John McCormack included a popular balance in his repertoire, and was by every measure a superstar in his own right.

In the sentence above:

  • What does "every measure a superstar" mean?
  • What is the subject of was?
  • What does measure mean in that sentence?
  • And what part of speech is measure?

In the sentence measure just means a manner of judgement.

When one says "he is good by every measure", it means that he is good by ever single method you could possibly use to judge how he is good. So, "by every possible measure" in a lot of cases serves the same purpose as a modifier.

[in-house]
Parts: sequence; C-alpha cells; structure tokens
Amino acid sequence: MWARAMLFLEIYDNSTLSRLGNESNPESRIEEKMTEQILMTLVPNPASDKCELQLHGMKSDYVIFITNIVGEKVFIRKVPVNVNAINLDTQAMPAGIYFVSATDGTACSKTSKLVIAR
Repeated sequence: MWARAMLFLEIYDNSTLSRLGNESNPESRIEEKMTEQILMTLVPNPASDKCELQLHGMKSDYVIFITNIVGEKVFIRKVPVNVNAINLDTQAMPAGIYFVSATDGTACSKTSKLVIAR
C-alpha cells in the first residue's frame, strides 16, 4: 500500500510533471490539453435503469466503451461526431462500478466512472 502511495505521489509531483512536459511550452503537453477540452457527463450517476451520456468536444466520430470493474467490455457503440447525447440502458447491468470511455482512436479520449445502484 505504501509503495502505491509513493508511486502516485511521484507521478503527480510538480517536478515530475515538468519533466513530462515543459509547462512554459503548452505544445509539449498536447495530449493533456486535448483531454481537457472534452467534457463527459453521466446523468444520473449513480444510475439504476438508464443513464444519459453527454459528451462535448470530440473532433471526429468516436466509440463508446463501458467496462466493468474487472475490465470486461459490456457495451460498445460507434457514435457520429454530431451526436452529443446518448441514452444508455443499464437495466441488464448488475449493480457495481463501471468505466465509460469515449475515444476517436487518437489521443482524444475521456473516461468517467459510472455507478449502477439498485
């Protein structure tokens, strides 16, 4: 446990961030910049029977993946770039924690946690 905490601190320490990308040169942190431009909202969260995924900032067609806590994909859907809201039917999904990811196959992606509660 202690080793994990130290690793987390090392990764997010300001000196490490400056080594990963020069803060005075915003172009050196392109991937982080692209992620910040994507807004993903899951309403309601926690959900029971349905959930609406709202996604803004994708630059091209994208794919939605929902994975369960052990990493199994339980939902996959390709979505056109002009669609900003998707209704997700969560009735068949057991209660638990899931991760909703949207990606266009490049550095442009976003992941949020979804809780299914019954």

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Does it mean something like:

Whichever way you look at it, or in every respect he was a superstar in his own right.


The subject of "was" is John McCormack, and "measure" is a noun here I would say.

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  • In fact it does, but an answer here should be definite not questioning. – Jim Dec 10 '18 at 3:38

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